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the professors, as Lockart observes, are schoolmasters in the strictest sense of the word, since they lay the lowest part of the foundation on which a superstructure of erudition is to be raised. The expenses of education here are not very great; the students are generally very poor: any young man, (says the author just quoted,) who can afford to wear a decent coat, and live in a garret upon porridge and herrings, may, if he pleases, come to Edinburgh, and pass through his academical career! Many poor fellows who might have lived comfortably by agricultural pursuits or mechanical trades, prefer to starve with a little learning in their heads. An indigent father will submit to any privations to afford his son an University education, which seldom procures the means of fortune or subsistence in this country. Many a young man of talents and education,
« Checked by the scoff of Pride, by Envy's frown,
And Poverty's unconquerable bar,
In life's low vale remote has pined alone,
A great number of the poor alumni of the Scotch colleges embrace the clerical profession, which affords but a scanty subsistence, widely different from the otium cum dignitate of the English and Irish clergy. Others live as tutors in the houses of the rich, where they “ keep the noiseless tenor of their way” along the sequestered vale of life.
In“Guy Mannering” we are presented with
remarkable example of this, in the person of Jominie Sampson. The University of Edinurgh has all the disadvantages of a recent intitution: it has not the venerable appearance vhich antiquity gives, and is not possessel of hose lucrative rights of patronage, and of the xtensive landed and other property, which five such splendour and importance to Oxford ind Cambridge.
Before the commencement of the 18th cenury, the healing art was in a perfect state of legradation in this country. Like the surgeons of St. Côme at Paris, those of Edinburgh did :he business of barbers: by the laws of the incorporation, the same men who performed the operations of surgery,“ had the sole right to shave beards and sell whiskey in the gude toun!” This noble trade continued till a much later period, since we find Mercier exposing it to ridicule in his Tableau de Paris. The picture which he presents of a surgeon-barber's shop is so ludicrous, that I cannot resist the temptation of giving it to you in an English garb. “The panes of glass, covered with pomatum and powder, prevent the light from coming in at the window; dirty soap-suds have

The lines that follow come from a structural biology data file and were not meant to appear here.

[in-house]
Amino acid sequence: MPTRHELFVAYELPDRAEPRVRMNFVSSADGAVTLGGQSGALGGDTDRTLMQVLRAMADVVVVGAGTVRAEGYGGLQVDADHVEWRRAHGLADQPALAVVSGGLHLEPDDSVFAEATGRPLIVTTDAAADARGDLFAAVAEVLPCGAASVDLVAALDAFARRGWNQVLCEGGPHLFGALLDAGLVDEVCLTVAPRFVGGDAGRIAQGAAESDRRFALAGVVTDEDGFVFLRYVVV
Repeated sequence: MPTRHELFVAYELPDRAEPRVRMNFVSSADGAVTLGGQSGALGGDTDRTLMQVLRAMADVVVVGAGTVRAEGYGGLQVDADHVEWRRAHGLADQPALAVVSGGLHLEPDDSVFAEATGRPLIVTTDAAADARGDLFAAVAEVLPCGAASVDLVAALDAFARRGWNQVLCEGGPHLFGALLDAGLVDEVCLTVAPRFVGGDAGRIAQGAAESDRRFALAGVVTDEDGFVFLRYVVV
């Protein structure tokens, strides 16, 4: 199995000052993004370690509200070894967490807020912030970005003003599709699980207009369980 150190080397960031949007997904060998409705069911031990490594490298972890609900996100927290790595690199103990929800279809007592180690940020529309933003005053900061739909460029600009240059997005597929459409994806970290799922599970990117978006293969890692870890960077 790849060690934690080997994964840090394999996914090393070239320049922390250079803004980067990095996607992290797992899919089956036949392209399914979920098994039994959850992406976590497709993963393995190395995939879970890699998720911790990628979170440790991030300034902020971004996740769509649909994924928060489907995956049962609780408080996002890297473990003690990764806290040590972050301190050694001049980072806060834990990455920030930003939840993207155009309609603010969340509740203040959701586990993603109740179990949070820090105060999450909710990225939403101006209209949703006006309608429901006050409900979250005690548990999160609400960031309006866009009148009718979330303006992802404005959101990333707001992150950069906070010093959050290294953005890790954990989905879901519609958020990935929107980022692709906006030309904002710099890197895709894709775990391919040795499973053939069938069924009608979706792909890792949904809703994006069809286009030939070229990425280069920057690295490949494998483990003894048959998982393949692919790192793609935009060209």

discoloured and undermined the brick floor; spiders hang dead from their whitened webs, having been smothered by the eternal volcano of hair-powder! Among the men at work, a surgeon's mate is distinguished; he has just left the dissecting room, where he was up to the elbows in human intestines, his hands still
exhale the cadaverous smell of rotten carcasses -in spite of which, he handles all the noses and chins in the room, and afterwards washes and dresses himself for dinner and the amuse. ments of the evening!!"
At the same time, there were no laws against quacks, who gave physic and advice with about as much success as certain dealers in Indian specifics and panaceas do among us, The regular practitioners distinguished themselves by their Hippocratic gravity and pecu. liarity of dress in Scotland, as well as in France, where they were exposed to the sarcasms of the wits. Moliere draws a lively picture of the doctors of his time, in the personages Diafoirus and Purgon; Le Sage exposed them to ridicule in his immortal novels, and Montesquieu and J. J. Rousseau are very witty at the expense of physicians of a still later period.* l'he writers of the age were not permitted to attack the absurdities in government and religion, and were very glad to have such copious food for their ridicule, as the members of a learned profession.